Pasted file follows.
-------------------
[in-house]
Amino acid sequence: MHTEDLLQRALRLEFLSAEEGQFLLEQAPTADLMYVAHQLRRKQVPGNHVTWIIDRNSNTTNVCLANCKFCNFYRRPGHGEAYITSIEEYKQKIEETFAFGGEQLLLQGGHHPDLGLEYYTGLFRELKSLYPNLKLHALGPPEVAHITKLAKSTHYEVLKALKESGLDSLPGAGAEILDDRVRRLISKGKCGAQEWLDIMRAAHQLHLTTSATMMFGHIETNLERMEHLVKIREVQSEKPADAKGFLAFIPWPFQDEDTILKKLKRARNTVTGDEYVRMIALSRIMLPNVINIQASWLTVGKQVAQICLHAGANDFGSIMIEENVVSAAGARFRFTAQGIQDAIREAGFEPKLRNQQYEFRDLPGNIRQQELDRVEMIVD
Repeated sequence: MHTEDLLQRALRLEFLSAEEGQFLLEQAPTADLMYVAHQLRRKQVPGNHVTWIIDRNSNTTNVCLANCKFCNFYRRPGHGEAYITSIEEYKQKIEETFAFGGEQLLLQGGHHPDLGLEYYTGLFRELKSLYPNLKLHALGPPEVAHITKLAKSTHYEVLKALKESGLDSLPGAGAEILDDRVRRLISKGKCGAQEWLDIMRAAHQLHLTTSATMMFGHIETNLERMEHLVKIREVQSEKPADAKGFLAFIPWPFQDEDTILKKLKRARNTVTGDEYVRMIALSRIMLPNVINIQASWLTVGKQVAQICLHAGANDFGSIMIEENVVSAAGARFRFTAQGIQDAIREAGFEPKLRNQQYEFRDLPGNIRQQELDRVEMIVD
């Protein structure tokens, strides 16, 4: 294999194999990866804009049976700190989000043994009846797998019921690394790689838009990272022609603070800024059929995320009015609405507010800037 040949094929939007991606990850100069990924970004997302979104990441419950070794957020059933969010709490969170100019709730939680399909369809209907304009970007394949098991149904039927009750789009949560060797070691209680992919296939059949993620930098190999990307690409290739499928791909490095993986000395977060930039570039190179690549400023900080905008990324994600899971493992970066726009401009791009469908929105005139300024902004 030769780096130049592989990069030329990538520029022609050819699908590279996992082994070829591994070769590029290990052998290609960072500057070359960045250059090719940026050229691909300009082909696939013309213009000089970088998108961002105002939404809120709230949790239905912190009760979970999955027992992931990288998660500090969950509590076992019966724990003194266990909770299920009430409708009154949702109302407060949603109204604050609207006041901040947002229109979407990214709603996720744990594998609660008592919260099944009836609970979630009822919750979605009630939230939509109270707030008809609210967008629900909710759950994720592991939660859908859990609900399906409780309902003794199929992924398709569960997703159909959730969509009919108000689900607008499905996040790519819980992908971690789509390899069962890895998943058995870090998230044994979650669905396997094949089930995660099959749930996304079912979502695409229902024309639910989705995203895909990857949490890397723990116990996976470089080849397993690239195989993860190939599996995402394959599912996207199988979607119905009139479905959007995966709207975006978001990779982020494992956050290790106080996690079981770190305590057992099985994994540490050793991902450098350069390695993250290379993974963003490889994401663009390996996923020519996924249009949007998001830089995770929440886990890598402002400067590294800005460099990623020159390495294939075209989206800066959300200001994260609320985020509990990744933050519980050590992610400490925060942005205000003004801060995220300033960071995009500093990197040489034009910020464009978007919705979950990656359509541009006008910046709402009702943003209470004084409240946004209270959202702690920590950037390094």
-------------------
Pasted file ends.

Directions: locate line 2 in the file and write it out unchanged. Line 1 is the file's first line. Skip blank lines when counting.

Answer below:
Amino acid sequence: MHTEDLLQRALRLEFLSAEEGQFLLEQAPTADLMYVAHQLRRKQVPGNHVTWIIDRNSNTTNVCLANCKFCNFYRRPGHGEAYITSIEEYKQKIEETFAFGGEQLLLQGGHHPDLGLEYYTGLFRELKSLYPNLKLHALGPPEVAHITKLAKSTHYEVLKALKESGLDSLPGAGAEILDDRVRRLISKGKCGAQEWLDIMRAAHQLHLTTSATMMFGHIETNLERMEHLVKIREVQSEKPADAKGFLAFIPWPFQDEDTILKKLKRARNTVTGDEYVRMIALSRIMLPNVINIQASWLTVGKQVAQICLHAGANDFGSIMIEENVVSAAGARFRFTAQGIQDAIREAGFEPKLRNQQYEFRDLPGNIRQQELDRVEMIVD